Farm Fresh Heirloom Tomatoes – Beautiful vintage look fine art photography of heirloom ripe red tomatoes at the farm stand at Muster Field Farm in North Sutton, New Hampshire. Perfect decor for the modern farmhouse or country kitchen. Beautiful light streaming through the windows of the old barn on to the fresh picked crop of juicy red sweet tomatoes on this wonderful fall day in New Hamshire.

Art Prints

The wonderful Muster Field Farm is a farm that has a lot of historical value in the tiny town of Sutton, New Hampshire. The farm was founded as the Harvey Homestead in 1772 by Matthew Harvey. The original house that was built had burnt down in 1787. The current house that is on the property was built shortly after, but has expanded since it was built. The new house was used as a tavern for the locals to drink at, the first post office and first library in Sutton, and a home for the descendants of the Harveys. In total, eight generations of Harvey descendants lived on the farm and added to it.

A look inside a traditional Icelandic Farmhouse

Inside a turf farm house in Iceland

How did those early Icelander’s survive and even farm in such a inhospitably terrain? Before modern geothermal heating, before modern insulation and construction techniques – how did those early farmers survive the brutal winds, snow, ice and cold of living near the arctic circle?   How did them manage to keep the livestock alive and tend to their daily needs of feeding and cleaning out the barn?

Photography Prints

Short supply of wood on the island of Iceland, crazy wind and freezing temperature lead to some creative thinking on the part of early Icelanders. Pitched roof houses build right into the land with turf roofs solved many problems of keeping out of the howling wind to keep things toasty and also so the whole house didn’t blow away.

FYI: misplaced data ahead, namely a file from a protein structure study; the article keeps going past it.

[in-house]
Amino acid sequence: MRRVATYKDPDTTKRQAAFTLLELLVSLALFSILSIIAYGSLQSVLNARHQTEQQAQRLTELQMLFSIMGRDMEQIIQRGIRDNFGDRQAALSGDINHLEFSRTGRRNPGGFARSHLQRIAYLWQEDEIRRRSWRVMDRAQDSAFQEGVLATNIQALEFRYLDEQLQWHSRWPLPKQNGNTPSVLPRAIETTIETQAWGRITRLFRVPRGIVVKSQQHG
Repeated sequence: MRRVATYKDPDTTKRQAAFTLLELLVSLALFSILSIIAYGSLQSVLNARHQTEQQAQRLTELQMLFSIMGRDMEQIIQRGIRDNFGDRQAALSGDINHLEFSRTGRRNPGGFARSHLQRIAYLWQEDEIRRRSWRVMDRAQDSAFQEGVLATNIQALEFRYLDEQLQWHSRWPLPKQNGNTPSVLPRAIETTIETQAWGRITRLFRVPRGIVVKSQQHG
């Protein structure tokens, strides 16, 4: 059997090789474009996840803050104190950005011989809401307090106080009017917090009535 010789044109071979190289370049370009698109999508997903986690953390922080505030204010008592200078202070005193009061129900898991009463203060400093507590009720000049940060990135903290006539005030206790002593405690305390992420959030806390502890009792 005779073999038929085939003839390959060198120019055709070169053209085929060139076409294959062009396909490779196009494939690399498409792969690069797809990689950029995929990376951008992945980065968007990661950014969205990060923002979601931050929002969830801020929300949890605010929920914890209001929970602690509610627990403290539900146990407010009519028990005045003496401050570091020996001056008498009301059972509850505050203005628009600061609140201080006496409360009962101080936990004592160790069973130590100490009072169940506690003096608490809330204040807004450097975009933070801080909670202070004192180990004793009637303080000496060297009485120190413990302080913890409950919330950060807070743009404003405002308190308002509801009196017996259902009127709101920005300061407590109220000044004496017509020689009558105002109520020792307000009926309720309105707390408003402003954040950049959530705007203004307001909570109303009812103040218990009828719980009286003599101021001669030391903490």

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Roofs were lined with the only plentiful building material – turf or sod. Living sheets of grasses covered the roof. Volcanic rock provided the foundation and side walls.

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Inside was small and sparse.  Less room to heat and more body warmth to conserve.  Bedrooms often housed the entire extended family in wooden bunks with sides to keep the covers handy.

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One bedroom lead to another and downstairs often had passageways to the barn if the barn wasn’t in the basement.  Easy access to livestock during storms and the 24 hour days of darkness in winter.

Photography Prints

The technique of building with  durable, renewable, and widely available turf  first appeared with the arrival of Norse and British settlers during the 9th through 11th centuries at the height of the Viking Age in Europe.

Historic records suggest that up to 50 percent of Icelandic dwellings were partially comprised of turf until the late 19th century. As populations began to cluster in cities like Reykjavik, wood buildings replaced stone masonry and earthen architecture. After fires razed the city in 1915, concrete became the material of choice.  – National Geographic 

Some Icelandic Turf Houses You Can Visit

Icelandic Turf House, Selfoss
Glaumbær in North-Iceland
Museum at Árbær

Meet one of my neighbors!

Cow portrait by Edward M. Fielding
Cow portrait by Edward M. Fielding
Cow portrait by Edward M. Fielding

Meet one of my neighbors!  I managed to get this great shot of a beautiful cow when it came over to investigate my little westie dog Tiki. Tiki thinks cows and deer and just about anything with four legs is a big dog that needs to be barked at but these gentle cows just liked to come over and investigate.

See more cow photographs here:
https://edward-fielding.pixels.com/art/cow